For immediate publication
Toronto - The Ontario Human Rights Commission (OHRC) today released its final report on the Inquiry into Assaults on Asian Canadian Anglers. Entitled Fishing without Fear: Follow-up report on the Inquiry into Assaults on Asian Canadian Anglers, this follow-up report highlights the progress 22 organizations have made in response to reports of harassment and assaults against Asian Canadian anglers. The report also identifies areas for improvement, and calls for communities to continue working on and responding to incidents of racism.
Since starting the Inquiry, in partnership with the Metro Toronto Chinese and Southeast Asian Legal Clinic, in November 2007, the Commission has seen an increase in dialogue about hate activity and racial profiling and a heightened response to this issue by many organizations. Examples of these responses include:
- The Ontario Provincial Police (OPP) and the York Regional Police (YRP) increased their presence in key areas where there had been prior incidents
- A poster campaign from the YRP and the OPP informed anglers of all backgrounds they could “Fish without Fear” and provided safety tips
- The OPP released a front-line officer training video on hate crimes
- The Ministry of the Attorney General agreed to train 70 Crown Attorneys on how to prosecute hate crimes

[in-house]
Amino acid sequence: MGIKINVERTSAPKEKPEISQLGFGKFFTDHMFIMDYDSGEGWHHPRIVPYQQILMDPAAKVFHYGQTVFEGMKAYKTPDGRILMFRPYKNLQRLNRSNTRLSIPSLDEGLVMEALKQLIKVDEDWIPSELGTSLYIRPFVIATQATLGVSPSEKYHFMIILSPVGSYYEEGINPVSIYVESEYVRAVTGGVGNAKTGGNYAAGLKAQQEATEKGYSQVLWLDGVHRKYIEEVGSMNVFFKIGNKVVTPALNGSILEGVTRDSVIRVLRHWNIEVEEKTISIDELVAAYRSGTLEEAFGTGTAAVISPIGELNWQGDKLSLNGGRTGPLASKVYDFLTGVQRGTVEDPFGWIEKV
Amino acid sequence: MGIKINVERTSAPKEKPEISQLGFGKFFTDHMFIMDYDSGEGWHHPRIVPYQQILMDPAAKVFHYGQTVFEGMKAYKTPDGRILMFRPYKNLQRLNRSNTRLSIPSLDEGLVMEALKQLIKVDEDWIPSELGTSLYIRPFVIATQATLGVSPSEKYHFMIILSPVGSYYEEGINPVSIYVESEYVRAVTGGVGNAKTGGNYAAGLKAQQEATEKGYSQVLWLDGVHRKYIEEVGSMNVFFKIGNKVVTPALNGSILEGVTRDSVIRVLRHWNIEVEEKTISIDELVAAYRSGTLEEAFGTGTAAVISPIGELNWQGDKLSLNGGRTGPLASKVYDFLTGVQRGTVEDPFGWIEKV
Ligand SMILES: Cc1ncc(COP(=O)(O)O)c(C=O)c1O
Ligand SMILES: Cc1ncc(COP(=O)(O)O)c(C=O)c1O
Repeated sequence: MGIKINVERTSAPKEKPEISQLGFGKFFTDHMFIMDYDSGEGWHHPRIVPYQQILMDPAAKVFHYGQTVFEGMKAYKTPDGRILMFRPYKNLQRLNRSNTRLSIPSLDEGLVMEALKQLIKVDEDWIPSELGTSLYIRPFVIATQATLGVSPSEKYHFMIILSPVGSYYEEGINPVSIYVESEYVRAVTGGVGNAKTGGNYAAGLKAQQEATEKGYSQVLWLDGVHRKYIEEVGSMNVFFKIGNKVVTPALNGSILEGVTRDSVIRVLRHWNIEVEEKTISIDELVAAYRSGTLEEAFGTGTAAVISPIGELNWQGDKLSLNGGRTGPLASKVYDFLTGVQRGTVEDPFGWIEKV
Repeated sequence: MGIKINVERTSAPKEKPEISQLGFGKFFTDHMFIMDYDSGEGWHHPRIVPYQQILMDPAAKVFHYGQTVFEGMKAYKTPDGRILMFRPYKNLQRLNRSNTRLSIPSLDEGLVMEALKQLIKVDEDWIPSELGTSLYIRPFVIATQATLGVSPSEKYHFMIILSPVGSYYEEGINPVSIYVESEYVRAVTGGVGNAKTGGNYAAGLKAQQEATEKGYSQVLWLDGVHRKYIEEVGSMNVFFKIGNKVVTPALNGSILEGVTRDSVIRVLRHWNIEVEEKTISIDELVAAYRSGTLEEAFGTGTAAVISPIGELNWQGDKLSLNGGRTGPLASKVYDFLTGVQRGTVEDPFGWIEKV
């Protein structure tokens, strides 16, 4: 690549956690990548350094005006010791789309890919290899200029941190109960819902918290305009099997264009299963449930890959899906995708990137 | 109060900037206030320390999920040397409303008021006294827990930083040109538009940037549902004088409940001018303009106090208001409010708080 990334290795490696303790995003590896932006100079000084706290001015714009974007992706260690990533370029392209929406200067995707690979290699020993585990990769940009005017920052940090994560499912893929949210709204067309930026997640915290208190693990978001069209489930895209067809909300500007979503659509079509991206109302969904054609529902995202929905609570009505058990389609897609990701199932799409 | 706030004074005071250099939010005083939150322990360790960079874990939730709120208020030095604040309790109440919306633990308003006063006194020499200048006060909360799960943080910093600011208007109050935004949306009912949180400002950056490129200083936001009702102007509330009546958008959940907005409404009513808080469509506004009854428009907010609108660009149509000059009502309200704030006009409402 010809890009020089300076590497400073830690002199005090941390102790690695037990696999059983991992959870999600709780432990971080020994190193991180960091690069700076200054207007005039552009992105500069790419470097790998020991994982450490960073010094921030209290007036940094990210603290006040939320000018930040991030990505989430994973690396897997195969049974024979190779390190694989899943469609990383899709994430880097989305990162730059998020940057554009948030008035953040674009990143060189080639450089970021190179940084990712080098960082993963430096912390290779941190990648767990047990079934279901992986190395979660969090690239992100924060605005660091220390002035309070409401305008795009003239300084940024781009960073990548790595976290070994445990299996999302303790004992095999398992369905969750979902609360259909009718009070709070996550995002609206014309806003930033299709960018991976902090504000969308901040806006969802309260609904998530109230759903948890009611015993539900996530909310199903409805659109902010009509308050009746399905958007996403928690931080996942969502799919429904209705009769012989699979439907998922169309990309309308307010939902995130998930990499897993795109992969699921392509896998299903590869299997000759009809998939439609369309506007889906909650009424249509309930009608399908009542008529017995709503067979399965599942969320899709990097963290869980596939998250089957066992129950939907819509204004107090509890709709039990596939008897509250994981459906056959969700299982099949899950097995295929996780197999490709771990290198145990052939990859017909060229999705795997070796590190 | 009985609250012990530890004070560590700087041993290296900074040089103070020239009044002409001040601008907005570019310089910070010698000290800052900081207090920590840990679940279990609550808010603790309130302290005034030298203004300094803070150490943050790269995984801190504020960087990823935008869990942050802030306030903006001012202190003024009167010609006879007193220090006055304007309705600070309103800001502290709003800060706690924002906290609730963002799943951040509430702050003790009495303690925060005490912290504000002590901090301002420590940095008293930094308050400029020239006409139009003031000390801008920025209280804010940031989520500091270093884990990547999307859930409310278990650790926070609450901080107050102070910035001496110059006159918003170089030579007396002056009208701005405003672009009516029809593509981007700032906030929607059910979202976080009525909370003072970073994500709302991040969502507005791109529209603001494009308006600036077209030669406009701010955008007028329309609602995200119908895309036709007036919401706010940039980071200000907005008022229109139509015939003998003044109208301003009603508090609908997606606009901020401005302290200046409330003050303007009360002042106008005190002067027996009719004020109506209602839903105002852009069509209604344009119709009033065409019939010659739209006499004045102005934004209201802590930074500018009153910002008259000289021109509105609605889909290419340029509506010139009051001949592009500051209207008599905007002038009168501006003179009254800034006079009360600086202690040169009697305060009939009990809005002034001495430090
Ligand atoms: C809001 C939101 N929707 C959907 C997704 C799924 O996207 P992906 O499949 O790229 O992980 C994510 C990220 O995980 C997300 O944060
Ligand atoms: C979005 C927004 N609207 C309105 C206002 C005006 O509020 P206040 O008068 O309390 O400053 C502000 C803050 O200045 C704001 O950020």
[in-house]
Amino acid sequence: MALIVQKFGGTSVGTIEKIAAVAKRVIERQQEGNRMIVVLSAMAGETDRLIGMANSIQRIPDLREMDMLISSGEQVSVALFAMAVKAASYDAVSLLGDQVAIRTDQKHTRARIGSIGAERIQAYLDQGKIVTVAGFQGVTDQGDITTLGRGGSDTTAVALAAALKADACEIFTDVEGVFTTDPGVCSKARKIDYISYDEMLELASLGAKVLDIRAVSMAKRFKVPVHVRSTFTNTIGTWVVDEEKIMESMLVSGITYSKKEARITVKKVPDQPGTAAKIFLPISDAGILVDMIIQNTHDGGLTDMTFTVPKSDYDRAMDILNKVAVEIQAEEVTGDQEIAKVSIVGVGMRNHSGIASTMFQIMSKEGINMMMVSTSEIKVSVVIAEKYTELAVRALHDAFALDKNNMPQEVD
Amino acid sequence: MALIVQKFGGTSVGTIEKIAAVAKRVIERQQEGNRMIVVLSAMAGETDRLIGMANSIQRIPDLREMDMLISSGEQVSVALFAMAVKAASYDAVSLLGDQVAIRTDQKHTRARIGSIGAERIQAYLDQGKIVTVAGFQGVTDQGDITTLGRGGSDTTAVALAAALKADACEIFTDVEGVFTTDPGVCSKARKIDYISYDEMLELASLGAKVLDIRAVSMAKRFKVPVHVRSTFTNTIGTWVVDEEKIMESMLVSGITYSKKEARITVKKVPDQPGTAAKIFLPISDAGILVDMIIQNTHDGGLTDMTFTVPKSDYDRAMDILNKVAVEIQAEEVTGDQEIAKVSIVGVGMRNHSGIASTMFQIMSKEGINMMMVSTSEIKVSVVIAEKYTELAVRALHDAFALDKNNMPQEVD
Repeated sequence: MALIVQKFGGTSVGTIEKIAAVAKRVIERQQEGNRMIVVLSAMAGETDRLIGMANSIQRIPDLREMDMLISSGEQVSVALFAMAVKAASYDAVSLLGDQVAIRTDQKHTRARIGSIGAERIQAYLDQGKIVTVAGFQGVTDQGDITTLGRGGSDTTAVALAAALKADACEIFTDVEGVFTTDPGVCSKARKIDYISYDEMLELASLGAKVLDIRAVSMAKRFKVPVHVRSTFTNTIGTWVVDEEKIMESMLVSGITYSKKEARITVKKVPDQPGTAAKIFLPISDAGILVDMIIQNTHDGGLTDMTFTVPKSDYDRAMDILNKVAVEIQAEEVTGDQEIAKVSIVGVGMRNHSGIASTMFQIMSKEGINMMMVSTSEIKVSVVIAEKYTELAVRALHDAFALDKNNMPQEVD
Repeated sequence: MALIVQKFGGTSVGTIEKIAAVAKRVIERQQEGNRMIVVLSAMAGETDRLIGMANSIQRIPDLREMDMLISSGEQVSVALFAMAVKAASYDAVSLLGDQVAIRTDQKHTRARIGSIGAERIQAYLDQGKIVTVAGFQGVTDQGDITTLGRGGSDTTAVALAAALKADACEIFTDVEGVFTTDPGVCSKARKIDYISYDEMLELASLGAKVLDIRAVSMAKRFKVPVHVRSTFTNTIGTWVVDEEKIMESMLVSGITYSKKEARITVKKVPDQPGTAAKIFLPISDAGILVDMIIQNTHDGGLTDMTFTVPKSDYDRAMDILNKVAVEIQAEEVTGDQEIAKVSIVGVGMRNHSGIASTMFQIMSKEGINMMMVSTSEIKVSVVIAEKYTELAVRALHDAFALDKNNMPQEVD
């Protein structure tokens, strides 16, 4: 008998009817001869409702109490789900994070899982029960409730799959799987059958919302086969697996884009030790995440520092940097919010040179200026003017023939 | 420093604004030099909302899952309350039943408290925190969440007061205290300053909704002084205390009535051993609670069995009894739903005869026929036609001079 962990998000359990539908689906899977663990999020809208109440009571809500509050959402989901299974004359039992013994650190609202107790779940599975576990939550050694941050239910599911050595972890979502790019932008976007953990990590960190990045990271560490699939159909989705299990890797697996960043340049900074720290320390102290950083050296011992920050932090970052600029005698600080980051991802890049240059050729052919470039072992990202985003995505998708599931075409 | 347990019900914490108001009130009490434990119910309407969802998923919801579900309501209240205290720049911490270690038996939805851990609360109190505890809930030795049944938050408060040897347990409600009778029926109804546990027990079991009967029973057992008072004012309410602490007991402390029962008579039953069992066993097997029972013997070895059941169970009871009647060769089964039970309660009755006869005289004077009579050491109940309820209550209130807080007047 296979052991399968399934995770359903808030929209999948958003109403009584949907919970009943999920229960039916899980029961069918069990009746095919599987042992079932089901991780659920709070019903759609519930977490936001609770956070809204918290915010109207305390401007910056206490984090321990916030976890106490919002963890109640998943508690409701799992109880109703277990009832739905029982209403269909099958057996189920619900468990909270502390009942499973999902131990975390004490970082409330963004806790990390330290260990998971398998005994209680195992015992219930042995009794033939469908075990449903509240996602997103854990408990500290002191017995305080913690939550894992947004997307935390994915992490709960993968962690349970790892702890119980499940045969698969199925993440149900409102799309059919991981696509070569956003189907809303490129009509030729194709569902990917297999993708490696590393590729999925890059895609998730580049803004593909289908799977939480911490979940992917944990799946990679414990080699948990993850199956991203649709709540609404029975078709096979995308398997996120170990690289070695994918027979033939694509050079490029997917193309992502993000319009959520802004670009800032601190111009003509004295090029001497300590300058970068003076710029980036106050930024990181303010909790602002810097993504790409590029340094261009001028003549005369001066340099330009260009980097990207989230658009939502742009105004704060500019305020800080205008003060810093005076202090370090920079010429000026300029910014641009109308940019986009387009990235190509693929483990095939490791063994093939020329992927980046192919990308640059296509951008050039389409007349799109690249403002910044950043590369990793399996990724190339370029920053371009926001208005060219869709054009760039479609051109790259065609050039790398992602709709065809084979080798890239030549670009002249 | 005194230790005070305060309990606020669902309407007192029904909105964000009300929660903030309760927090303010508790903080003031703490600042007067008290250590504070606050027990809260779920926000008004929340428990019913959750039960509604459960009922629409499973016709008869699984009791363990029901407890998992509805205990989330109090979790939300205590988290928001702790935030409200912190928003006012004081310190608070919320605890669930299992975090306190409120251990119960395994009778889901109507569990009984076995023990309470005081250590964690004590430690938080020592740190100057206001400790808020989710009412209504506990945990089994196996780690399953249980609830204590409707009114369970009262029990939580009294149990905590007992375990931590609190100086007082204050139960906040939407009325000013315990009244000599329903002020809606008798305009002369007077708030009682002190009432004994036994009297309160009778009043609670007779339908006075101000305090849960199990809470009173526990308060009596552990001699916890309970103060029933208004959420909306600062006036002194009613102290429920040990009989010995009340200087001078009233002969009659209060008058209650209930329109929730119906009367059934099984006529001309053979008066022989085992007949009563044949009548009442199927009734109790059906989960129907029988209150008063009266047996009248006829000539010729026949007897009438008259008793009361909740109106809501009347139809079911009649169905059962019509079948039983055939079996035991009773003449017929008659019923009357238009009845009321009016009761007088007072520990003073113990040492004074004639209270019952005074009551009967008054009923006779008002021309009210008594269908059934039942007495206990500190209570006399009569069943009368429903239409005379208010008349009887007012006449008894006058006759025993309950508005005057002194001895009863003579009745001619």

- Many different school boards invited the police and the OHRC to give presentations on the angler incidents to students
- The Ministry of Natural Resources included an anti-racism message in its 2009 fishing regulations.
Chief Commissioner Hall stated, “When communities take action, things can change. Now, members of the affected communities know more about their rights and how to respond to and prevent hate activity. We hope victims feel more comfortable coming forward and reporting incidents. As Ontario continues to become more diverse, new opportunities arise every day – both for inclusion and hate activity. When leaders from a wide range of organizations all step in and say, ‘racism and hate have no place in our community,’ it sends a consistent and effective message.”
Hate activity and racism are problems that need ongoing attention. The OHRC will continue to work closely with communities so that when issues of tension and conflict arise, they know how to deal with them.
To view the Commission’s follow-up report to Fishing without Fear or the earlier reports on the Commission’s Inquiry, visit www.ohrc.on.ca.
- Spring and summer 2007: incidents first reported in the Chinese-language media
- September 2007: first article in the Toronto Star about incidents of assault in the Lake Simcoe region
- September 2007: Community Reference Group, representing the Chinese Canadian and other Asian Canadian communities, holds press conference, calling for the incidents to be treated as hate crimes
- October 2007: Peterborough Community and Race Relations Committee publicizes its concerns and forms a community-based coalition
- November 2007: Commission launches inquiry in partnership with the Metro Toronto Chinese and Southeast Asian Legal Clinic and other community partners
- December 2007: Commission releases its Preliminary Findings
- May 2008: Commission releases its report, Fishing without Fear, which outlines the commitments of 22 organizations in response to reports of assault and harassment of anglers.
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Sr. Communications Officer
Communications and Issues Management